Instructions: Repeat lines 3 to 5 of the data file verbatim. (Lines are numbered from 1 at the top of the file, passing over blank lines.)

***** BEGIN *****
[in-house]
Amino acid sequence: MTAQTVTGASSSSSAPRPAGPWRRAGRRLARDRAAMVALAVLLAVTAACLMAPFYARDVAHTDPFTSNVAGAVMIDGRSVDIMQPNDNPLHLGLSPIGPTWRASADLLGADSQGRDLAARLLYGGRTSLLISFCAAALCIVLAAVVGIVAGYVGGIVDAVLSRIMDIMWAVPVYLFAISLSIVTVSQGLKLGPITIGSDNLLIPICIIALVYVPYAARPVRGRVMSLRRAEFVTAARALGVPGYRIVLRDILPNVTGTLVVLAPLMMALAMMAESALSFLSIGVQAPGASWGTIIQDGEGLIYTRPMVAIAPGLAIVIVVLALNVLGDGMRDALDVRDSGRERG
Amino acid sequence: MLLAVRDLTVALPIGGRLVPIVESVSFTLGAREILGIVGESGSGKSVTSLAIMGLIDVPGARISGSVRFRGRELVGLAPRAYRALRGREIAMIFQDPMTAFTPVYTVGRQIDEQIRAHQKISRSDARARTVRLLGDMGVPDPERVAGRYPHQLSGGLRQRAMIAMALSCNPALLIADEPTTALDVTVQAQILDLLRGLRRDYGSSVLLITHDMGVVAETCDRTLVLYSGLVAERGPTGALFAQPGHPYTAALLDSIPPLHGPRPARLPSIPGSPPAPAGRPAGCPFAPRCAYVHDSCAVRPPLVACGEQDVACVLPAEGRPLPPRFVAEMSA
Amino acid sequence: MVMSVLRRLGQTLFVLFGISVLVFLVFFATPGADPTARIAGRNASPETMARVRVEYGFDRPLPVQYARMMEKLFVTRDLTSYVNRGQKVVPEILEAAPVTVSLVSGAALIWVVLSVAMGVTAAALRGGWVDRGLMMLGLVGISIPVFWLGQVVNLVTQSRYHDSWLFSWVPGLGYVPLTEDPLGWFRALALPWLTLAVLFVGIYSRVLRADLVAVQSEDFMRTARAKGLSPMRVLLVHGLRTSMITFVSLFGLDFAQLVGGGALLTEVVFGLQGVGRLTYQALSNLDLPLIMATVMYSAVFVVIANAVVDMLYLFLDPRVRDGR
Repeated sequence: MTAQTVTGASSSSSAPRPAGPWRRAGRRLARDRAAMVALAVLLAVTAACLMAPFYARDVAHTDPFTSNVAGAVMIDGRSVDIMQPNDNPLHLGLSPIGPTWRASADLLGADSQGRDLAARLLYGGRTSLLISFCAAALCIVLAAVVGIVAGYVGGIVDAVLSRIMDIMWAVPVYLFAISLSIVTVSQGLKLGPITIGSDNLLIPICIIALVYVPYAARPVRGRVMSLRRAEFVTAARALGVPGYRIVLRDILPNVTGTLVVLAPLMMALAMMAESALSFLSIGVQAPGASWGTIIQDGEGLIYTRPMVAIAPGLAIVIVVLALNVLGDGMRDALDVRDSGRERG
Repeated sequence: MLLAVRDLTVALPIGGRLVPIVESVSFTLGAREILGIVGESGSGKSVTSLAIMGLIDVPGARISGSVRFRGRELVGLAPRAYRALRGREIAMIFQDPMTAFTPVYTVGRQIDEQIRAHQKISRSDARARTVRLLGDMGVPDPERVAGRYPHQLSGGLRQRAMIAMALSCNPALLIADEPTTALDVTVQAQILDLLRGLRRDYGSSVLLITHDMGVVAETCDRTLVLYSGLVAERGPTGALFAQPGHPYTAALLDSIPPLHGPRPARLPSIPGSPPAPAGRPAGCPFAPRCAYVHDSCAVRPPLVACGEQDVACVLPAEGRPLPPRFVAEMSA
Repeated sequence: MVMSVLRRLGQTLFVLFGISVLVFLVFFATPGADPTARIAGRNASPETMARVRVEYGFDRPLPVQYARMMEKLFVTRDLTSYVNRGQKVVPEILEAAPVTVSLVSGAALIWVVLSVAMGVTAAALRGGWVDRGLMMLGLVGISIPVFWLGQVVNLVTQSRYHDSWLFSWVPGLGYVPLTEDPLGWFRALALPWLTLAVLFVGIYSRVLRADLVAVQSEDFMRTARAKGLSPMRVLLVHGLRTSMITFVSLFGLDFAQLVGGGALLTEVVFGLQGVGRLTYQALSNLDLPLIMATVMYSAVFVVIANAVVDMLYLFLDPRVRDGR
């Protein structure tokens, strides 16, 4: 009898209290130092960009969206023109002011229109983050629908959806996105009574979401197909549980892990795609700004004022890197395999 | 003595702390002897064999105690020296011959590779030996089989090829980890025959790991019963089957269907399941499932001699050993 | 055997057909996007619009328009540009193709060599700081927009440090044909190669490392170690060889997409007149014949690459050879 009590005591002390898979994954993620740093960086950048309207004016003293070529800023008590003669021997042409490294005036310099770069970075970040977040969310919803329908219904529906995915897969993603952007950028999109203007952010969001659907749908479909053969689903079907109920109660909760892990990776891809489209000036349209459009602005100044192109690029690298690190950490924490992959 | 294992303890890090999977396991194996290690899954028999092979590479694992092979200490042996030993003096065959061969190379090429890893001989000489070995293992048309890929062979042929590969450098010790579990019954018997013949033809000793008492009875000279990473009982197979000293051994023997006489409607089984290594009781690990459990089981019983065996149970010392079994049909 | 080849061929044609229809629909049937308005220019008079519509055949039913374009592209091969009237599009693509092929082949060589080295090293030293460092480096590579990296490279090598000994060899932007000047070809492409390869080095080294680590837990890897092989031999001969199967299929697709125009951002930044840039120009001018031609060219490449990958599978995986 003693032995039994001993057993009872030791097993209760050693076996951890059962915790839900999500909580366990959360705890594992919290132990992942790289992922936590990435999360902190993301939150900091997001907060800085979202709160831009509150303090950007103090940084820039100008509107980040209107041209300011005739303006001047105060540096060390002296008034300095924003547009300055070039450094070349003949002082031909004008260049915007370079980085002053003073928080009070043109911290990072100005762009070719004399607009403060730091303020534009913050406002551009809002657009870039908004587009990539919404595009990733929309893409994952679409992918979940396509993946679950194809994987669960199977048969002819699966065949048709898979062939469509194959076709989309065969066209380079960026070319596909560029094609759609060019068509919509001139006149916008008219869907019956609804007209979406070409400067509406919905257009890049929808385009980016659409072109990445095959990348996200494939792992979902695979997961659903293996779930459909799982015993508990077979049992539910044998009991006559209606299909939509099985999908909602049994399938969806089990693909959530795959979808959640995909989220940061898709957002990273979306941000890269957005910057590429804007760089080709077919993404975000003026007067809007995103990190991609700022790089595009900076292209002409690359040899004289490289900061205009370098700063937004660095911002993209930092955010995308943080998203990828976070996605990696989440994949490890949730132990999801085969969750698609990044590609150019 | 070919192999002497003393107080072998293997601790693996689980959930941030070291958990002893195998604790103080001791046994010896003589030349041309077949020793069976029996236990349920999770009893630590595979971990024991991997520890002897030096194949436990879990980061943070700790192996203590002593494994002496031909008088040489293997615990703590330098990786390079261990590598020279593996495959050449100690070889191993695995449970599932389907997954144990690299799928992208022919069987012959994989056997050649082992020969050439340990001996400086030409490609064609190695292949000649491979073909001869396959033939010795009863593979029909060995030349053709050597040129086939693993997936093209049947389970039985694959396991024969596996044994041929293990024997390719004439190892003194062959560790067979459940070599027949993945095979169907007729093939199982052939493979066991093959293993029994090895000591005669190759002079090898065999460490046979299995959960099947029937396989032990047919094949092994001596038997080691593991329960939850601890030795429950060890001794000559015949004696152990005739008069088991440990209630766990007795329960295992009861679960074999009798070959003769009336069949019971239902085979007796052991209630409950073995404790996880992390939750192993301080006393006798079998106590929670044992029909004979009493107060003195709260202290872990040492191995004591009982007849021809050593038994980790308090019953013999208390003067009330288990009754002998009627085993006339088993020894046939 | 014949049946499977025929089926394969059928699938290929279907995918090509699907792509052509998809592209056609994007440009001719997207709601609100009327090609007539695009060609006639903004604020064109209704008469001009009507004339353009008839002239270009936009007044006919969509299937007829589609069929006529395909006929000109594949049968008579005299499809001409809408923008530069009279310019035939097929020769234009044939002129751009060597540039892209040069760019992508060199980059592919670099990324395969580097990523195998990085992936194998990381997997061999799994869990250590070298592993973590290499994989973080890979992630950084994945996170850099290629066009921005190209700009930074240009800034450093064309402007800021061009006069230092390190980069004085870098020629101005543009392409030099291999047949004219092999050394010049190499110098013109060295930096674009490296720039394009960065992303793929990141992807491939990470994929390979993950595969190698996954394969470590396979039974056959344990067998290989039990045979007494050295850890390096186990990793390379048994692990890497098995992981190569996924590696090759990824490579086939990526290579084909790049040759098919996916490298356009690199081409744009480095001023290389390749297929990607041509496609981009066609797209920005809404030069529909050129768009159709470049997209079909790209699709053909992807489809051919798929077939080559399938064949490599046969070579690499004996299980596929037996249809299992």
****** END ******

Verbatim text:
Amino acid sequence: MLLAVRDLTVALPIGGRLVPIVESVSFTLGAREILGIVGESGSGKSVTSLAIMGLIDVPGARISGSVRFRGRELVGLAPRAYRALRGREIAMIFQDPMTAFTPVYTVGRQIDEQIRAHQKISRSDARARTVRLLGDMGVPDPERVAGRYPHQLSGGLRQRAMIAMALSCNPALLIADEPTTALDVTVQAQILDLLRGLRRDYGSSVLLITHDMGVVAETCDRTLVLYSGLVAERGPTGALFAQPGHPYTAALLDSIPPLHGPRPARLPSIPGSPPAPAGRPAGCPFAPRCAYVHDSCAVRPPLVACGEQDVACVLPAEGRPLPPRFVAEMSA
Amino acid sequence: MVMSVLRRLGQTLFVLFGISVLVFLVFFATPGADPTARIAGRNASPETMARVRVEYGFDRPLPVQYARMMEKLFVTRDLTSYVNRGQKVVPEILEAAPVTVSLVSGAALIWVVLSVAMGVTAAALRGGWVDRGLMMLGLVGISIPVFWLGQVVNLVTQSRYHDSWLFSWVPGLGYVPLTEDPLGWFRALALPWLTLAVLFVGIYSRVLRADLVAVQSEDFMRTARAKGLSPMRVLLVHGLRTSMITFVSLFGLDFAQLVGGGALLTEVVFGLQGVGRLTYQALSNLDLPLIMATVMYSAVFVVIANAVVDMLYLFLDPRVRDGR
Repeated sequence: MTAQTVTGASSSSSAPRPAGPWRRAGRRLARDRAAMVALAVLLAVTAACLMAPFYARDVAHTDPFTSNVAGAVMIDGRSVDIMQPNDNPLHLGLSPIGPTWRASADLLGADSQGRDLAARLLYGGRTSLLISFCAAALCIVLAAVVGIVAGYVGGIVDAVLSRIMDIMWAVPVYLFAISLSIVTVSQGLKLGPITIGSDNLLIPICIIALVYVPYAARPVRGRVMSLRRAEFVTAARALGVPGYRIVLRDILPNVTGTLVVLAPLMMALAMMAESALSFLSIGVQAPGASWGTIIQDGEGLIYTRPMVAIAPGLAIVIVVLALNVLGDGMRDALDVRDSGRERG